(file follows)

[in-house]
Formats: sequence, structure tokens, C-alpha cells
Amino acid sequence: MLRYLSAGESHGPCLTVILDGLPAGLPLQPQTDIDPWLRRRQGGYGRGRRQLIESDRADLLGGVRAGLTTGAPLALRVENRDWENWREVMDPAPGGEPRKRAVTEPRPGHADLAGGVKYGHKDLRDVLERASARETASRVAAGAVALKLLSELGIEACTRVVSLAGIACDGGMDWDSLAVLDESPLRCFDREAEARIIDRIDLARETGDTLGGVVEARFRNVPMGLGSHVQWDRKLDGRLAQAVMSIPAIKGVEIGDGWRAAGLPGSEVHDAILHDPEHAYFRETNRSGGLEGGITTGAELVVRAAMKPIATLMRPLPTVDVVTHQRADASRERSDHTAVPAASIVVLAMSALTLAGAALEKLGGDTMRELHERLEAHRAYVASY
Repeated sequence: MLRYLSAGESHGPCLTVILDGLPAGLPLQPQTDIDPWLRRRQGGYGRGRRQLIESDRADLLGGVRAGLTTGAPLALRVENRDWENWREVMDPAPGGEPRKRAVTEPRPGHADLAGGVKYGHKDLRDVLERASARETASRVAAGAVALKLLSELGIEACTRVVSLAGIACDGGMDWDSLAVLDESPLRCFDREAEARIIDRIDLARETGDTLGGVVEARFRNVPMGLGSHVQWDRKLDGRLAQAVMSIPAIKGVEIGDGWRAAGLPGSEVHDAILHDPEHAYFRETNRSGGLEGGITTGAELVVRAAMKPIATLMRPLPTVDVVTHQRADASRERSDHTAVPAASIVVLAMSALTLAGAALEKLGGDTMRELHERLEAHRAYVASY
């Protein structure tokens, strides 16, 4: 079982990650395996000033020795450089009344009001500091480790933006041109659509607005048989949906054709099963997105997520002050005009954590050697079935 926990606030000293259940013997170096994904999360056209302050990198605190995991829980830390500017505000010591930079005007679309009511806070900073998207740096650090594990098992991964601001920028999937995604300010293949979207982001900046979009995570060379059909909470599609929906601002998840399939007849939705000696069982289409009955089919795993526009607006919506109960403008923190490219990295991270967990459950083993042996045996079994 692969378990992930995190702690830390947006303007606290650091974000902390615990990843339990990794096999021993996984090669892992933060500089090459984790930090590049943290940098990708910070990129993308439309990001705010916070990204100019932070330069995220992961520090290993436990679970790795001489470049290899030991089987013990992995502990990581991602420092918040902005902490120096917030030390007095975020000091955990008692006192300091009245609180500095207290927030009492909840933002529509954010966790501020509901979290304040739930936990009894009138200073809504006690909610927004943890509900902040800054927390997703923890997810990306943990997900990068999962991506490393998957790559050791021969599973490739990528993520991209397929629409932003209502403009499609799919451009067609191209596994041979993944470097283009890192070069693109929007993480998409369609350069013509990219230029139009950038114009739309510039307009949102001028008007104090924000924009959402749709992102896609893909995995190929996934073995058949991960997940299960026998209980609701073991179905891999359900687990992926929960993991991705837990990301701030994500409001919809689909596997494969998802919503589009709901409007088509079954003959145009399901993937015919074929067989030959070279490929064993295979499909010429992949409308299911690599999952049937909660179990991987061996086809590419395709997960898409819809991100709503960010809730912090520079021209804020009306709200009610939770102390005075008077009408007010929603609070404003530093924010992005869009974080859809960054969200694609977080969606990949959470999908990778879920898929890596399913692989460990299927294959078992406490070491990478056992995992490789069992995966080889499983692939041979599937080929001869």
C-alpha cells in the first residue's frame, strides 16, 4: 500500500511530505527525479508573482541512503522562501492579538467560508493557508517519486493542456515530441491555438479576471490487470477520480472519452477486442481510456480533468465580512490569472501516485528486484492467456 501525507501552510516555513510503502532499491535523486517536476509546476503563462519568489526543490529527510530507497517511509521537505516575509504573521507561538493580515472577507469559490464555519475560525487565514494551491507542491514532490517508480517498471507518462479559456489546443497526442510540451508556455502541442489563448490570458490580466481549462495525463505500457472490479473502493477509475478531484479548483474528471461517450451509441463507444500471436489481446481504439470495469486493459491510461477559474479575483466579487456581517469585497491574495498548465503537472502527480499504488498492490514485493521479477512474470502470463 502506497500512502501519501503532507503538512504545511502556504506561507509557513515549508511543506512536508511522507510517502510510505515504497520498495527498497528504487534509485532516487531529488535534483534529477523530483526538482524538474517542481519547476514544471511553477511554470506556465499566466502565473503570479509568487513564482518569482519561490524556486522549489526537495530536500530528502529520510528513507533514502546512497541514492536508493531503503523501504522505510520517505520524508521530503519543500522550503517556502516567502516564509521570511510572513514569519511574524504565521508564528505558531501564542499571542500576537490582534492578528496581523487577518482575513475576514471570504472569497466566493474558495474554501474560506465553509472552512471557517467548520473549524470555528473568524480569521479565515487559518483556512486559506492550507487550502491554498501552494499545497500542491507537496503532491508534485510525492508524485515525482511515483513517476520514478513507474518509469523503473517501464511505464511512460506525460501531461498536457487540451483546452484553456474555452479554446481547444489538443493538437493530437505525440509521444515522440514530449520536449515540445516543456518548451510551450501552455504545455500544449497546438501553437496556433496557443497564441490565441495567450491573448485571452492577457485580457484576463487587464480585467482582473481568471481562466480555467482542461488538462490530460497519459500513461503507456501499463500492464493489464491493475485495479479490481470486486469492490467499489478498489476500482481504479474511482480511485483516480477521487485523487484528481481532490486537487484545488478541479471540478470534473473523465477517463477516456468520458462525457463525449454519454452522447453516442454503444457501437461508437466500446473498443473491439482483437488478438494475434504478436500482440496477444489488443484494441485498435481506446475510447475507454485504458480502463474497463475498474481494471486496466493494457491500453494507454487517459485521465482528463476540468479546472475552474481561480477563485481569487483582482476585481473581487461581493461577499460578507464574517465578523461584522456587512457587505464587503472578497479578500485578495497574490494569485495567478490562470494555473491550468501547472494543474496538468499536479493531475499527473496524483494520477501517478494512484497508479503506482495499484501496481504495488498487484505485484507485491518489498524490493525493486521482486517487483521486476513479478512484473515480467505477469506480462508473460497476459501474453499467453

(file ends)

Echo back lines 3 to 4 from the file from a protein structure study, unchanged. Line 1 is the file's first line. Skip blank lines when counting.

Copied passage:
Amino acid sequence: MLRYLSAGESHGPCLTVILDGLPAGLPLQPQTDIDPWLRRRQGGYGRGRRQLIESDRADLLGGVRAGLTTGAPLALRVENRDWENWREVMDPAPGGEPRKRAVTEPRPGHADLAGGVKYGHKDLRDVLERASARETASRVAAGAVALKLLSELGIEACTRVVSLAGIACDGGMDWDSLAVLDESPLRCFDREAEARIIDRIDLARETGDTLGGVVEARFRNVPMGLGSHVQWDRKLDGRLAQAVMSIPAIKGVEIGDGWRAAGLPGSEVHDAILHDPEHAYFRETNRSGGLEGGITTGAELVVRAAMKPIATLMRPLPTVDVVTHQRADASRERSDHTAVPAASIVVLAMSALTLAGAALEKLGGDTMRELHERLEAHRAYVASY
Repeated sequence: MLRYLSAGESHGPCLTVILDGLPAGLPLQPQTDIDPWLRRRQGGYGRGRRQLIESDRADLLGGVRAGLTTGAPLALRVENRDWENWREVMDPAPGGEPRKRAVTEPRPGHADLAGGVKYGHKDLRDVLERASARETASRVAAGAVALKLLSELGIEACTRVVSLAGIACDGGMDWDSLAVLDESPLRCFDREAEARIIDRIDLARETGDTLGGVVEARFRNVPMGLGSHVQWDRKLDGRLAQAVMSIPAIKGVEIGDGWRAAGLPGSEVHDAILHDPEHAYFRETNRSGGLEGGITTGAELVVRAAMKPIATLMRPLPTVDVVTHQRADASRERSDHTAVPAASIVVLAMSALTLAGAALEKLGGDTMRELHERLEAHRAYVASY